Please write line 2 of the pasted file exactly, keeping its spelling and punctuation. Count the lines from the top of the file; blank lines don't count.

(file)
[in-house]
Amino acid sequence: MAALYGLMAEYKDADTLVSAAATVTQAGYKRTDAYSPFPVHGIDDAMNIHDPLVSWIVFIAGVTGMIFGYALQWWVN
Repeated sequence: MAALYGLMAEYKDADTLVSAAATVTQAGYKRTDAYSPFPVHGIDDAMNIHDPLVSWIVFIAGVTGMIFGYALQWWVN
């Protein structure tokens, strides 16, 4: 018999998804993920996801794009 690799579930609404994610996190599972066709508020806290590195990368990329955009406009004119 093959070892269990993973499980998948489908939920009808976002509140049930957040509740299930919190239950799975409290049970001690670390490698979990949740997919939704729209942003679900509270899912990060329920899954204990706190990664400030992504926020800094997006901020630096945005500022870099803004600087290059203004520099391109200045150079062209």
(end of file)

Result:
Amino acid sequence: MAALYGLMAEYKDADTLVSAAATVTQAGYKRTDAYSPFPVHGIDDAMNIHDPLVSWIVFIAGVTGMIFGYALQWWVN